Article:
WALTHAM, Mass. — Four NBA rookies officially began their Boston Celtics careers Tuesday, holding up their new green-and-white jerseys for the first time and fielding questions from a squadron of media at the team’s practice facility.
But the happiest man in the gym wasn’t one of the recent draftees. It wasn’t Celtics coach Brad Stevens nor team executives Danny Ainge and Rich Gotham, who all joined the players on the dais.
It was Ron Hunter, Celtics draft pick R.J. Hunter’s father and former college coach, who watched the proceedings from the outskirts with a Georgia State pin on his lapel and an ear-to-ear smile on his face.
“It didn’t hit me until about 10 minutes ago,” Hunter, still grinning, said after the conclusion of the Celtics’ introductory news conference, “when I’m sitting there and I see my son, and a good friend of mine in Brad Stevens, and Danny Ainge sitting up there. It was just unbelievable to be able to see my son go through that. …
“Sometimes they say the dad lives vicariously through his son, and I think (Tuesday) I did that. I thought that was me sitting up there, not R.J.”
The elder Hunter coached his son for three seasons at Georgia State, where the two helped lead the Panthers to their first NCAA Tournament in 14 years this past spring. The father-son combo also provided perhaps the most iconic moment of this year’s March Madness when R.J. hit a game-winning buzzer-beater to stun No. 3 seed Baylor, and Ron, then hobbled by a torn Achilles, tumbled off his swivel chair in celebration.
“It’s funny, because our lives have been changed ever since R.J. hit that shot,” Ron Hunter said. “It’s kind of, all of the sudden I’m sitting there and thinking about, ‘Wow, think about this.’ He hit the shot, and next thing I know, it’s like I’m waking up and now I’m in Boston with my son being drafted. He couldn’t have gone to a better place. I think that even hitting the shot was meant for him to actually be here.”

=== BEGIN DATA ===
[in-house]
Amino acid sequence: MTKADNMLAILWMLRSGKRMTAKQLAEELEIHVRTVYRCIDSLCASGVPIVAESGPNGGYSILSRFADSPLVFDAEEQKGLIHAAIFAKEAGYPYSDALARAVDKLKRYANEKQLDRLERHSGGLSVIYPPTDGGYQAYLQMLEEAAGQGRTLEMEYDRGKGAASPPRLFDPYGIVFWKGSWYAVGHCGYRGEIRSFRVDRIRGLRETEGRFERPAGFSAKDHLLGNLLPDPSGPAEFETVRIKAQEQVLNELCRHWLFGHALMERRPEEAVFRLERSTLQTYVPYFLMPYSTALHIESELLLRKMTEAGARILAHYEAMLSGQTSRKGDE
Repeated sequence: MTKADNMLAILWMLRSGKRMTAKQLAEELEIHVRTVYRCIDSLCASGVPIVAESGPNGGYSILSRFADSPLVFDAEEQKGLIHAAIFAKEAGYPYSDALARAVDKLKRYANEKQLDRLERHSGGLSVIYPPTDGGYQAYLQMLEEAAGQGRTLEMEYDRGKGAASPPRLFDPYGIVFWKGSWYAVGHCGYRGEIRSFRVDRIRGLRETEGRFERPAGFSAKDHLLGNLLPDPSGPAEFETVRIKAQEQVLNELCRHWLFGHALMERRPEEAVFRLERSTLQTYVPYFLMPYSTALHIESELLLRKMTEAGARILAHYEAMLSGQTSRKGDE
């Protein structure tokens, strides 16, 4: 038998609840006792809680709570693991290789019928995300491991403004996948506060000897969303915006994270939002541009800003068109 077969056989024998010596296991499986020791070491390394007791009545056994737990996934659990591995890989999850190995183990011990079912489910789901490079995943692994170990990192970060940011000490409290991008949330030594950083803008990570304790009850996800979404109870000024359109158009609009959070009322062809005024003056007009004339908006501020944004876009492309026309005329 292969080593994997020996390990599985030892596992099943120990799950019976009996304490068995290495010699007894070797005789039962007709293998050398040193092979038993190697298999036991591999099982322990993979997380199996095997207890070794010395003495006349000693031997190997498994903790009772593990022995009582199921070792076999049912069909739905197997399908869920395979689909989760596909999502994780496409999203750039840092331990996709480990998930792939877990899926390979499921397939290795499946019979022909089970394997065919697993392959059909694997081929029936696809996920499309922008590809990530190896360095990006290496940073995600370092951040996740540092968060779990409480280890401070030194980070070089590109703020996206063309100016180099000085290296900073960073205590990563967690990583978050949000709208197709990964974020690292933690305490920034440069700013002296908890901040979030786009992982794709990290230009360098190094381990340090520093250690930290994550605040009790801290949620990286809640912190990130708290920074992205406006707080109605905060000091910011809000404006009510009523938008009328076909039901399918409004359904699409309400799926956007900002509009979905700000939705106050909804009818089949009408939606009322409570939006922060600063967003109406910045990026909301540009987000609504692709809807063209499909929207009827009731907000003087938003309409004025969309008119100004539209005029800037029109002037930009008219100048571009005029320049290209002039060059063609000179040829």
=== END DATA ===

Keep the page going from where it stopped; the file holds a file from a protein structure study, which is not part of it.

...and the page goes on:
That doesn’t mean the 21-year-old was expecting the Celtics to draft him — far from it, actually.
“I actually had no idea,” he said. “I actually didn’t come in for a workout that I had scheduled, so my agent was like, ‘Oh, Danny Ainge isn’t going to like you for that.’ So, I was thinking, ‘Oh, that’s tough.’ When I got the pick, there was, like, a minute left of the clock, and I wasn’t expecting and got the call, and it was just perfect.”
Hunter said he pulled out of his scheduled workout with the team because of illness and wasn’t able to reschedule one ahead of draft night. Undeterred, the Celtics selected him anyway, plucking him off the board with the 28th overall pick after using the No. 16 selection on Louisville point guard Terry Rozier.
That means Hunter now will play his home games in Boston, roughly 1,000 miles away from Georgia State’s Atlanta campus. Ron Hunter no longer will be able to watch each one of his son’s games in person.
“That’s the hardest part,” Ron Hunter said. “I’ve seen him probably play almost every game, so all of the sudden now coaching in Atlanta, I’ll miss a lot of games. But I’m excited. I’ll find a way to make sure I’m at that first game. I’m actually going to even make his first summer league game. I’m going to USA Basketball from here, but I’m going to go make sure I can be Dad. I’m not going to be Coach — I can go be Dad again. And I can put a Celtics jersey on and just cheer for my son and his team.”
Thumbnail photo via Derick E. Hingle/USA TODAY Sports Images